I am still in Buenos Aires collecting stories about Jorge Bergoglio. Some of them are real doozies; others are too sketchy and explosive to repeat.
One persistent and widespread story about Bergoglio is that he used bailing out bad priests as a form of leverage over them.
“Bergoglio would call up those investigating, say, a pederast priest and tell them to back off,” a Buenos Aires Church insider told me. “He then would inform the offending priest of his intervention and then use that to extract total obedience from him.” Many such priests were in Bergoglio’s debt.
Some have wondered why as pope Bergoglio has surrounded himself with so many crooks, creeps, and degenerates. But that is no mystery to Argentine Catholics. “He did the same as archbishop,” says one. “He uses their secrets to control them.” It was this nasty management tactic that led Bergoglio into an alliance with Theodore McCarrick and countless other abusers.
Argentine Catholics describe Bergoglio as an ecclesiastical Peron — a ruthless, socialism-addled chameleon willing to tell any lie and try any low tactic to preserve power.
“Peron used to say he is a weather vane, that he moved where the wind went,” a journalist said to me. “Bergoglio was like that too. On Monday he was a liberal. On Tuesday he was a conservative. On Wednesday he was a liberal again. And so on.”
To try and understand Bergoglio, I visited key places in his life in Buenos Aires — from where he was born to where he worked. I have to say it was a pretty dismal tour. My guide noted at the outset of our trip that much of the Bergoglio story rests on “lies” designed to boost the tourism industry. “It costs $100 to go on a Bergoglio tour,” he said. Needless to say, I didn’t see anyone on one of them. In an economy in which interest rates have risen to 75 percent, a hundred dollars is a major investment.
One stop on the tour is the confessional at the Basilica of St. Joseph, where Bergoglio supposedly decided to become a Jesuit. My guide laughed at that yarn. “The dates don’t even match up in the official accounts. In fact, he had decided years before,” he said. He added that Bergoglio’s reason for entering the order was not spiritual but political: he knew the order was rapidly moving to the left and he was eager to take that ideological journey.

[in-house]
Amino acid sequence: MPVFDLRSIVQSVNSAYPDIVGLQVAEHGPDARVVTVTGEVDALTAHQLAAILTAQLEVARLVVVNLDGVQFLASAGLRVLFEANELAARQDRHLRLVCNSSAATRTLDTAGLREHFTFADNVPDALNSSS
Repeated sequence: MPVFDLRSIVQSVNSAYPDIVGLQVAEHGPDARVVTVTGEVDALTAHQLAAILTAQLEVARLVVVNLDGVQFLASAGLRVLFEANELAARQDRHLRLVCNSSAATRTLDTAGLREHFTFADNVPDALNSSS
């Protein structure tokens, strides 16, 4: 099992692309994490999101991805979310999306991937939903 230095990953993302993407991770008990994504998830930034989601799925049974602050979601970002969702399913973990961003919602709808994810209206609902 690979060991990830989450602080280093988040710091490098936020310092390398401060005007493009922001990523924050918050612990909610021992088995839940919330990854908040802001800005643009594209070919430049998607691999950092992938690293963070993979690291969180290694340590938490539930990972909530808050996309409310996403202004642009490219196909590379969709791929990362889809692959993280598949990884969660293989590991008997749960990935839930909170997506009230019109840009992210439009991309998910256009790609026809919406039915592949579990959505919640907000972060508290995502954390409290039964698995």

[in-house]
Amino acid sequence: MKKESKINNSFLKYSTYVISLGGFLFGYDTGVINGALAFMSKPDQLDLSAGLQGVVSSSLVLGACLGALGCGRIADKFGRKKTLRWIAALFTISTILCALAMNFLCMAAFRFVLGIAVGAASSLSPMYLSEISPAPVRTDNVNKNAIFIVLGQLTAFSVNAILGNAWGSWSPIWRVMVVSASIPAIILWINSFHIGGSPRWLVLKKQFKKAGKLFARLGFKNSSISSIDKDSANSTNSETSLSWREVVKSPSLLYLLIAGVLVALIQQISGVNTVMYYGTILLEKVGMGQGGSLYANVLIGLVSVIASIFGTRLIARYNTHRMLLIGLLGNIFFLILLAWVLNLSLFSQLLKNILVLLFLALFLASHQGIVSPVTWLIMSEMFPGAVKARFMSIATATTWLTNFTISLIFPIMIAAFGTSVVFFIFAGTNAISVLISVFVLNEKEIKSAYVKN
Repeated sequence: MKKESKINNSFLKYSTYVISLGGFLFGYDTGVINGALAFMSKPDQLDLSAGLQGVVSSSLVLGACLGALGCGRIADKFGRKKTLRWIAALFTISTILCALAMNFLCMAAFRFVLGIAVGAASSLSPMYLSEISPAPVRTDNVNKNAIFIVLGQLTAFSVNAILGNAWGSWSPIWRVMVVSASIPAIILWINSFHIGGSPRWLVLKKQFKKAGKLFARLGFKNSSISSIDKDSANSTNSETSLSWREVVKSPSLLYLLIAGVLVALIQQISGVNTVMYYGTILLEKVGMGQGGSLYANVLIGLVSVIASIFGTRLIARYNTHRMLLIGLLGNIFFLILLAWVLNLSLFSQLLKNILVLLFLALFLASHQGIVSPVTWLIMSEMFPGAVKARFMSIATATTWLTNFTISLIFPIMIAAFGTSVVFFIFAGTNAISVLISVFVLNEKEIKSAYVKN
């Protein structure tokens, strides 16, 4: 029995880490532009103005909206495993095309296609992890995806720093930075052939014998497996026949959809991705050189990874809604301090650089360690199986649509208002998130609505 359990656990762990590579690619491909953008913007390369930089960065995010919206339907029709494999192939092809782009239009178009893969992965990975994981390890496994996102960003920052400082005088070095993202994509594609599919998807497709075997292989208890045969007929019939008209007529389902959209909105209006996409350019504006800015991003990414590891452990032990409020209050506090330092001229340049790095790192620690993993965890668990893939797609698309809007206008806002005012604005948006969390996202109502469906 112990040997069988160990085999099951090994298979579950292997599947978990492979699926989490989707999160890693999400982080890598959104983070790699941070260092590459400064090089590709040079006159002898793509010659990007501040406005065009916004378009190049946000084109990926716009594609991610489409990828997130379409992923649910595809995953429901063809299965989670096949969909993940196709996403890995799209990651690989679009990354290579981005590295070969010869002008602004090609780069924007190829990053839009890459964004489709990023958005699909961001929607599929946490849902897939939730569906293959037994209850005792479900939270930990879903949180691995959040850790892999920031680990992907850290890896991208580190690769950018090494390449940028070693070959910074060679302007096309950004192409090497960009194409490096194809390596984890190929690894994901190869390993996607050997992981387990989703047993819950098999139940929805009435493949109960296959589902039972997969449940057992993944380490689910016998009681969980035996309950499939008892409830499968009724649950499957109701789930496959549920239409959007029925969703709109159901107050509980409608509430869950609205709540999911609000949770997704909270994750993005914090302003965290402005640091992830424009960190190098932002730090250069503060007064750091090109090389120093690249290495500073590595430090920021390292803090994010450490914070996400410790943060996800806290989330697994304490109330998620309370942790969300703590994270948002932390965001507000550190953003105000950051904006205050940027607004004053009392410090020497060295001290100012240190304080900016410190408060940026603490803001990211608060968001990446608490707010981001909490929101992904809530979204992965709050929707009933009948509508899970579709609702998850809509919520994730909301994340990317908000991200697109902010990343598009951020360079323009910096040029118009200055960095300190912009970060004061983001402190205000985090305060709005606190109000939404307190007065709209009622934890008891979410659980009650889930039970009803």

“The Jesuits were penetrated by the Communists, and Bergoglio was one of them,” observed a journalist. Indeed, Bergoglio had received his political education at the knee of a Paraguayan communist named Esther Ballestrino, who was his boss at a Buenos Aires laboratory after he got the equivalent of a high school degree in chemistry. Bergoglio has said that he “owes” much to that “great woman.” He has gushed about how she introduced him to communist periodicals and literature and regaled him with stories of the “Rosenberg trial.”
Bergoglio has proudly taken credit for concealing her Marxist literature in a Jesuit library during her persecution. “She was dropped out of a plane and her body washed ashore,” said a Catholic familiar with this period of Bergoglio’s life. “In stark violation of canon law, Bergoglio had her buried in a Catholic church, even though she wasn’t a practicing Catholic.” I have been told that that church where she’s buried is now a monument of sorts to revolutionary socialists. I plan to visit it before I leave.
One hilarious place I have already gone is Bergoglio’s old vicariate. My guide informed me that across the street from it is “a whorehouse” called the Hotel Helen. I looked over at it, and sure enough it didn’t look like a hotel: for one thing, it had no windows. Buenos Aires, where prostitution has been legalized, is chock-a-block full of such windowless “hot sheets” holes.
But even more grimly comic were the walls around the vicariate, adorned with jagged, broken wine bottles so as to deter intruders. Hey, Pope Francis, that is not very welcoming! It is just one more contradiction in a sorry story full of them.
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